(HealthDay News) — For young adults, there have been some notable findings for overall cancer incidence rates and death rates, according to a study published online in the Journal of the National Cancer Institute.

Elizabeth Ward, PhD, from the North American Association of Central Cancer Registries in Springfield, Illinois, and colleagues describe the cancer burden among men and women and highlight trends in those aged 20 to 49 years.

The researchers found that during 2011 to 2015, for all ages, overall cancer incidence rates were 494.3 and 420.5 per 100,000 among men and women, respectively; incidence rates decreased 2.1% (95% confidence interval [CI], −2.6 to −1.6%) per year in men and were stable in women. Overall cancer death rates decreased from 2012 to 2016 by 1.8% (95% CI, −1.8 to −1.8 percent) and 1.4% (95% CI, −1.4 to −1.4%) per year in men and women, respectively. Among adults aged 20 to 49 years, men had substantially lower overall cancer incidence rates than women (115.3 vs 203.3 per 100,000). The incidence of all invasive cancers decreased among men (−0.7% per year; 95% CI, −1.0 to −0.4%) and increased among women (1.3% per year; 95% CI, 0.7 to 1.9%) during 2011 to 2015 for those aged 20 to 49 years. For all cancer sites combined, the death rate was 22.8 and 27.1 per 100,000, respectively, among men and women aged 20 to 49 years during 2012 to 2016, with decreases of 2.3% (95% CI, −2.4 to −2.2%) among men and 1.7% (95% CI, −1.8 to −1.6%) among women per year.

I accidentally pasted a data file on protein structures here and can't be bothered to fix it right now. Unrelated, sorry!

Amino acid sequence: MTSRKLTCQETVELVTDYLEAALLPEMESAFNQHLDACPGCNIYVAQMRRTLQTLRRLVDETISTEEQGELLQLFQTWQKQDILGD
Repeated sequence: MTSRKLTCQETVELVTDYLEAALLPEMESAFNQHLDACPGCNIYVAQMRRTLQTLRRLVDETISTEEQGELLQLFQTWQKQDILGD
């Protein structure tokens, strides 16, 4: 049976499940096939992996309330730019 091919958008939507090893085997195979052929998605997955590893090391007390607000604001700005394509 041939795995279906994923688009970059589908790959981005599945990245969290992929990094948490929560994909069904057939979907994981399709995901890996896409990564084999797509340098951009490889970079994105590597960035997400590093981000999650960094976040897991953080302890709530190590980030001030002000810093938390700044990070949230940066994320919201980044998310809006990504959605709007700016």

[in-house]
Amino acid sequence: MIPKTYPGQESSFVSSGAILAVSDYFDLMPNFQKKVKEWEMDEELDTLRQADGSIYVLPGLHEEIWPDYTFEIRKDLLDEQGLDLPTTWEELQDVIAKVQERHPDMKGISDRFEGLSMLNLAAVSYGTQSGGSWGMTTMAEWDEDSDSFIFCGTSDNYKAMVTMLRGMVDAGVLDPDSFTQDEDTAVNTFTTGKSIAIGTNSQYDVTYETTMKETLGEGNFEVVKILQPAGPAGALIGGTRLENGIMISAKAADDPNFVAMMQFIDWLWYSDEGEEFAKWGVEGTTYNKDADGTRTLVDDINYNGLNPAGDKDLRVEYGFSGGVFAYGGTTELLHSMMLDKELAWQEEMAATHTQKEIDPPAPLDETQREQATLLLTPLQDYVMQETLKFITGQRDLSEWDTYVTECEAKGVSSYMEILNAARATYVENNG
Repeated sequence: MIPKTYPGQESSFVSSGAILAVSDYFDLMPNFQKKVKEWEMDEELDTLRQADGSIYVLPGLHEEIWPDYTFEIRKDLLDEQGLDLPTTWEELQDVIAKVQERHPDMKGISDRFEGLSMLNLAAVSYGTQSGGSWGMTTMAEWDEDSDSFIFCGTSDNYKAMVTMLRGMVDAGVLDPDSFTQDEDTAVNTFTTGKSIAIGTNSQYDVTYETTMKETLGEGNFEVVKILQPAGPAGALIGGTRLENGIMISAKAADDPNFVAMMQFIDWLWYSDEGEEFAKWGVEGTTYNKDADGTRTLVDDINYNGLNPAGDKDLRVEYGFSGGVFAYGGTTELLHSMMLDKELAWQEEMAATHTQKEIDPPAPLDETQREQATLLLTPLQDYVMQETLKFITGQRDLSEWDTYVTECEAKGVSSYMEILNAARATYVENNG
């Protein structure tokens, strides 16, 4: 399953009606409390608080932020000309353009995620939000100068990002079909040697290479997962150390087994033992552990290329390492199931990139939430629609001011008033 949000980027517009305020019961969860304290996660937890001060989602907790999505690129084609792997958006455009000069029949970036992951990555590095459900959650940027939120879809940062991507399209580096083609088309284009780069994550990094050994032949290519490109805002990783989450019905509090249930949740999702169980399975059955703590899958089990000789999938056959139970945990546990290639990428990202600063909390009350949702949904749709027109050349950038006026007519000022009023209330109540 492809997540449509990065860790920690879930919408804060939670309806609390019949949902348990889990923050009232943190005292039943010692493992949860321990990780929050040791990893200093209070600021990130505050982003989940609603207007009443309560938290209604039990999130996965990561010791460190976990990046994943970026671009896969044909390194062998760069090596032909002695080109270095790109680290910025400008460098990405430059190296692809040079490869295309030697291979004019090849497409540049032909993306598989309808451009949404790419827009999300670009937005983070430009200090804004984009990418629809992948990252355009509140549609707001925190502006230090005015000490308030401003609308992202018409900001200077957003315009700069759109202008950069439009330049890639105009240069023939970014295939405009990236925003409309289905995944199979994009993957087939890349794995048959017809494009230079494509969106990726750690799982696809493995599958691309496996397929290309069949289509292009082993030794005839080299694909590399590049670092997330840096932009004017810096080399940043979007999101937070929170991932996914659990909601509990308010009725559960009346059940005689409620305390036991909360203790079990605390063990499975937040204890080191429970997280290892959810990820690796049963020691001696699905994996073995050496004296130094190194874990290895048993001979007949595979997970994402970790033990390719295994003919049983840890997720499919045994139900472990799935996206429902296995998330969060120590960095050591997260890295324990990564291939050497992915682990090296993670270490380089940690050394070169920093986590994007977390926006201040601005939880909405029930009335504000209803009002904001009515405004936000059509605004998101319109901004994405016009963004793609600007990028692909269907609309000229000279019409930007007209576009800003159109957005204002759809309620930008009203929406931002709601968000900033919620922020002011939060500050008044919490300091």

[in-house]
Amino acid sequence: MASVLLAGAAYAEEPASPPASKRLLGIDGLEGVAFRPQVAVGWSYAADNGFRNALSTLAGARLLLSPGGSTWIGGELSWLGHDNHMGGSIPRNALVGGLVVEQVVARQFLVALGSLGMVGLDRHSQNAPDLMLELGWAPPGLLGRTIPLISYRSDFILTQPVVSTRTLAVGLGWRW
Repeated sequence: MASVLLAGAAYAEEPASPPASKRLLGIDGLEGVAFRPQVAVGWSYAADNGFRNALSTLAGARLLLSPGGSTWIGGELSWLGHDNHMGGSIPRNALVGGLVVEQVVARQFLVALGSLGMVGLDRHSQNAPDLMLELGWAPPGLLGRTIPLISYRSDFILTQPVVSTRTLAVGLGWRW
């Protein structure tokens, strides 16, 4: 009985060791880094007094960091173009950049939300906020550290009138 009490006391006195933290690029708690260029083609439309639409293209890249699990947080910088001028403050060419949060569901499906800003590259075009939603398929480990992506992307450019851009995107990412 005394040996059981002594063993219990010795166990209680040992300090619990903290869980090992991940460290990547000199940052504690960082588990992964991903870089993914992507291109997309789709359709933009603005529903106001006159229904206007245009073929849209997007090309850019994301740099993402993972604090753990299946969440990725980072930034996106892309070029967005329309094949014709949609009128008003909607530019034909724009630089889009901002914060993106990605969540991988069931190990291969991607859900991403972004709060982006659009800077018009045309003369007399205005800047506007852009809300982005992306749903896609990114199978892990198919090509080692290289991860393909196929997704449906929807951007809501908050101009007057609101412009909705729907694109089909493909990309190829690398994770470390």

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“The greater cancer burden among women than men ages 20 to 49 was a striking finding of this study,” Ward said in a statement.


Ward E, Sherman RL, Henley SJ, et al. Annual Report to the Nation on the Status of Cancer, 1999–2015, Featuring Cancer in Men and Women ages 20–49. J Natl Canc Inst, djz106, doi:10.1093/jnci/djz106

Ganz PA. Current US Cancer Statistics: Alarming trends in young adults? J Natl Canc Inst. doi:10.1093/jnci/djz107